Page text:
The Travails of Being a New Cyclist
Here’s a picture of me on my bike. And then here’s a photo of the bike itself. It’s big. It’s really heavy with that huge battery in the back, so it’s also a bit unwieldy. But it is really neat to be a cyclist in the city, I’ve found. I like finding my new routes to take with the bike and I feel like I garner respect when riding it. Just last week a group of American tourists in the city approached me when I was stopped at a traffic light in Hiroo. They had a map and were slightly lost; I helped them, and as they were saying goodbye, one guy said, “Hey, is that a battery at the back of your bike?” I laughed and nodded. They were so enthralled that they took a picture of it. These things are not common in the States – I knew that, but I guess I forgot.
One thing I’m enjoying about the bike is figuring out how to navigate the maze of streets, pedestrians, cars and cyclists that populate the city. However, figuring things out and the actual “doing” are quite different. I know I need to keep to the left on the street, but when I wobble a bit, keeping to the left and not rolling off the sidewalk are quite different things. The pedestrians in Tokyo are just terrible. They’re slow, and they weave on the street. Their path is impossible to predict, so several times I’ve thought someone would move right and at the last second he swerved left and I had to quickly correct my course. Also, they are completely oblivious. They don’t look around them or listen. Sometimes they’re just staring into space and not paying attention to anything so they walk out right in front of my bike. I’ve already had to stop short more than once to avoid a pedestrian. Even when they’re walking toward me, they’ll stare at me for long moments and sometimes they force me to stop because they’re walking five abreast taking up the sidewalk. Where do they think I’m going to go? It’s maddening.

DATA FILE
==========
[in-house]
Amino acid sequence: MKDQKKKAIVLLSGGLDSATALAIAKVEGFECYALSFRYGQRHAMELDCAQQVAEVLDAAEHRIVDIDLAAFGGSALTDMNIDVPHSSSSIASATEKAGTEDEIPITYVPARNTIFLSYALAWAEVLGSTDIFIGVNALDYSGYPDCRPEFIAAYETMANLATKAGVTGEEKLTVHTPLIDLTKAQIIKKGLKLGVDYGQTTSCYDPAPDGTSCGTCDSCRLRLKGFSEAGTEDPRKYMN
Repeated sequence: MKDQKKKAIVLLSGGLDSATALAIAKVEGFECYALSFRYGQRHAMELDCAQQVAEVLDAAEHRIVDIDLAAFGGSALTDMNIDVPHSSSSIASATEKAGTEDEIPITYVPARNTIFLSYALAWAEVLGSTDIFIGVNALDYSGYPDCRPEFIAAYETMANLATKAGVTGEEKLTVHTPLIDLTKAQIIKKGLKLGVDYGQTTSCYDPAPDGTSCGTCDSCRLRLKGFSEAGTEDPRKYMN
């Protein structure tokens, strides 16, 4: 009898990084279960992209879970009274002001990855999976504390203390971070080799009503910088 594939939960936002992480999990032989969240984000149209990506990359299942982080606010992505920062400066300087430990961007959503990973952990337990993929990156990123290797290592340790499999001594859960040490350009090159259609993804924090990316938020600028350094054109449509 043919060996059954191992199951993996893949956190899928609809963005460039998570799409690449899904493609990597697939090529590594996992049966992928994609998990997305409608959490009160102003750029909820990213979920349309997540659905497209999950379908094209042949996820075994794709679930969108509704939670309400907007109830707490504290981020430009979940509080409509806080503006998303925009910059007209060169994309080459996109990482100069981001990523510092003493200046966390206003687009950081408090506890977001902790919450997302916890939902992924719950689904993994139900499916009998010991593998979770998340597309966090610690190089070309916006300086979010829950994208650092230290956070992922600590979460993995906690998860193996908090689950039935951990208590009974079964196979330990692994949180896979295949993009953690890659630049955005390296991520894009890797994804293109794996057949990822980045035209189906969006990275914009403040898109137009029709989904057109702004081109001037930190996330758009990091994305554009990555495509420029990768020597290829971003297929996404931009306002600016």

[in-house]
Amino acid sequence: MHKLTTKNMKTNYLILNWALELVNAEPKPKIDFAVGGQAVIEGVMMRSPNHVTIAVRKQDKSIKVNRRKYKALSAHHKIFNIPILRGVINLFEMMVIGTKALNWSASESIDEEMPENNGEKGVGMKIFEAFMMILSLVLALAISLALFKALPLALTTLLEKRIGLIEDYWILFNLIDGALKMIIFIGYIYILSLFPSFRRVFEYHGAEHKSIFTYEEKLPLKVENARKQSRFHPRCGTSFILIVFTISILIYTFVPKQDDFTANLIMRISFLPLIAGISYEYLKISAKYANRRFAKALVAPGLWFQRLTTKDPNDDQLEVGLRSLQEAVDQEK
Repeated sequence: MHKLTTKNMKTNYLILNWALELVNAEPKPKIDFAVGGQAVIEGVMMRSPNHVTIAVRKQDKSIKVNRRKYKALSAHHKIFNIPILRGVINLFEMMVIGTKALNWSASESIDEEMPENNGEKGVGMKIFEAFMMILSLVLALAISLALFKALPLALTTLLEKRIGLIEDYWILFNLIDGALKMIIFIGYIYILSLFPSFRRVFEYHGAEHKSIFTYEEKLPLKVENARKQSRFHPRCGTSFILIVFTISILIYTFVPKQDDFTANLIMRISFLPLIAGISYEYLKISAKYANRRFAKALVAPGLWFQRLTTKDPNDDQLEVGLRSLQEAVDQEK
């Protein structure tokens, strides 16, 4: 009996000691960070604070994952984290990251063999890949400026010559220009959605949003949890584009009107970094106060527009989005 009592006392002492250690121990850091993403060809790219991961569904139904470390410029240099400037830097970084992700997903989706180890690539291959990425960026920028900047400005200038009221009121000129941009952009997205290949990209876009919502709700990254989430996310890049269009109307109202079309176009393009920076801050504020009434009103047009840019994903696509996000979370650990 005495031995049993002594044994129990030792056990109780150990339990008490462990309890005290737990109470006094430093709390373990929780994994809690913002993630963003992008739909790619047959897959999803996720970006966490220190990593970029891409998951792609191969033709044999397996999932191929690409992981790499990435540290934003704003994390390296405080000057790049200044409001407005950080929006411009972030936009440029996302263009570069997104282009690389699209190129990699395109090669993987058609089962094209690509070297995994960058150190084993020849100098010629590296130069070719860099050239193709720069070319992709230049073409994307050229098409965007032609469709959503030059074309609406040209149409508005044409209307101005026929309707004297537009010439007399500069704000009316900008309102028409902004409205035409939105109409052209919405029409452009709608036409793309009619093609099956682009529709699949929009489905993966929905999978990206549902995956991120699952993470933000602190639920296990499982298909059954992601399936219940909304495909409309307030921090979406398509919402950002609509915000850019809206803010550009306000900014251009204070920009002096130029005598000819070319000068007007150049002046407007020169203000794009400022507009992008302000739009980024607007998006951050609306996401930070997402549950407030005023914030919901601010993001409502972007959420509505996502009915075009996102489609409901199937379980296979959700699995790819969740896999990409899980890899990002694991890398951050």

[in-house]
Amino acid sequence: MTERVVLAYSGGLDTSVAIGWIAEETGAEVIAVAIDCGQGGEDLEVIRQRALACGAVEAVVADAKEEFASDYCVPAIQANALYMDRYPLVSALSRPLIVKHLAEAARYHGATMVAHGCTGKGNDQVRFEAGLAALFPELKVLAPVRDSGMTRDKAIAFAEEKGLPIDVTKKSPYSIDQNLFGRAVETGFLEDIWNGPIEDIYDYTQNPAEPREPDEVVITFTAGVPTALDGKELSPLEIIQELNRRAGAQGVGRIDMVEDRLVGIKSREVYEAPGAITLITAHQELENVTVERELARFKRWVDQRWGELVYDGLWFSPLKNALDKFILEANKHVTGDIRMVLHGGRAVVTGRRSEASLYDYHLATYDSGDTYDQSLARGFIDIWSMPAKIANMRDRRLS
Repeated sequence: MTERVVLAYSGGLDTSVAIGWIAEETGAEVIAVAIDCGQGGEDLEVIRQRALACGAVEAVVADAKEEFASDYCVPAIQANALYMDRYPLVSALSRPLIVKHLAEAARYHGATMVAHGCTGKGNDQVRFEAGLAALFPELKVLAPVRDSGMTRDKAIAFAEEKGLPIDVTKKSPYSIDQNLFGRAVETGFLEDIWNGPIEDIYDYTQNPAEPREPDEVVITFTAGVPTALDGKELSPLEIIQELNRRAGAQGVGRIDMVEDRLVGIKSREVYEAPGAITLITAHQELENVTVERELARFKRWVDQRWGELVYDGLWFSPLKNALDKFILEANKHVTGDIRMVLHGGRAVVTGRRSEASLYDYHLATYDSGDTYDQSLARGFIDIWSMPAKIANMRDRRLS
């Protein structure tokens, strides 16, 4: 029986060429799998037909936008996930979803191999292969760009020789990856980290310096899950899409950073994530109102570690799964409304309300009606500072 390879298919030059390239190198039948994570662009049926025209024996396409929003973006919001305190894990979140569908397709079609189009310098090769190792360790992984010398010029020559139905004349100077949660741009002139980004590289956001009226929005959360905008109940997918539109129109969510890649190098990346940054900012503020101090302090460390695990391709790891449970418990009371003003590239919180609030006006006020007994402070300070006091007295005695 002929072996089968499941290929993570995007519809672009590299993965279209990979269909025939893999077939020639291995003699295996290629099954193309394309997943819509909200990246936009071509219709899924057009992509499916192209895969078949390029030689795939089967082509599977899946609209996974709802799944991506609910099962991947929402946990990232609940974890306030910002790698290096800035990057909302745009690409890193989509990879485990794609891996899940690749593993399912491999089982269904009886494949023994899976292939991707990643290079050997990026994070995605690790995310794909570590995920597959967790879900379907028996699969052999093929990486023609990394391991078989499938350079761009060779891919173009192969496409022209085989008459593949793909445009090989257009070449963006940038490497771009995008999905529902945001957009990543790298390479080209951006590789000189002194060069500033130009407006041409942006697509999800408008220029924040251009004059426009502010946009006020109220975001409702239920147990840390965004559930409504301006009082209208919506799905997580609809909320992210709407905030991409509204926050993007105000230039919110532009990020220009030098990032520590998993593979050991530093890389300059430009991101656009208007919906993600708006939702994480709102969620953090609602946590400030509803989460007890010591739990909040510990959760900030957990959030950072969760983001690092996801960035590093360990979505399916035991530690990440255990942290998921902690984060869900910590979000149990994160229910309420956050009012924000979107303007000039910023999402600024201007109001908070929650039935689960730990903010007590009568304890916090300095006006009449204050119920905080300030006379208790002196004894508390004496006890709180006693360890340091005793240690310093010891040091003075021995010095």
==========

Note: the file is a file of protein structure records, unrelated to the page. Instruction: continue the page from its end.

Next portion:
I have to admit that I have a funny habit when cycling – I talk to myself. Out loud. The running commentary goes something like, “Okay, made that turn. I wonder if that schoolgirl is going to move for me. Do you think she can see me? She’s only staring directly at me walking in the middle of the sidewalk. Aack, old lady in front of me – I have to avoid her. Wait, is she moving left or right? Maybe I should ride on the road. Oh man, is that a taxi coming up behind me…” And so it goes on. It’s a weird, little habit and I sort of bank on the fact that the Japanese don’t understand my English. It sort of helps me understand and correct and keep on the route.
Today I took my second spill off the bike. I know I’m still a terrible cyclist, and that’s after about three weeks of practice/improvement. Both of my falls took place in the same spot – in front of Nishimachi, Sydney’s school. There’s just a lot of pedestrians and cars right there and it makes me nervous. I have to learn to just stop riding, or even to walk the bike when I’m nervous, because when I’m nervous, I wobble more. In this case – and in the case of last week’s fall – I was trying to get onto the sidewalk and the curb is too high. If I was going fast, it wouldn’t have been a problem, but I was going very slowly and instead of rolling over the curb and onto the sidewalk, I hit it and fell over. Again, I was going about 5 feet per hour, so it was a slow-speed crash, but I have a lovely lace of cuts and bruises down my right leg. My right palm isn’t too pretty either. It’s about the same as the cuts last week, though. At least I’m not getting worse.
Most importantly I got back on the bike right afterward both times. I’m never going to improve if I don’t keep riding every day.
So I’m a little bit cut and bruised tonight, but I’ll take a bath and it will be all right in the morning, I’m sure. I am trying very hard not to be discouraged. Like many other things in life, becoming a cyclist takes time and practice. At least for me, it doesn’t come naturally. But hopefully, with practice, things will improve. I’ll keep you posted.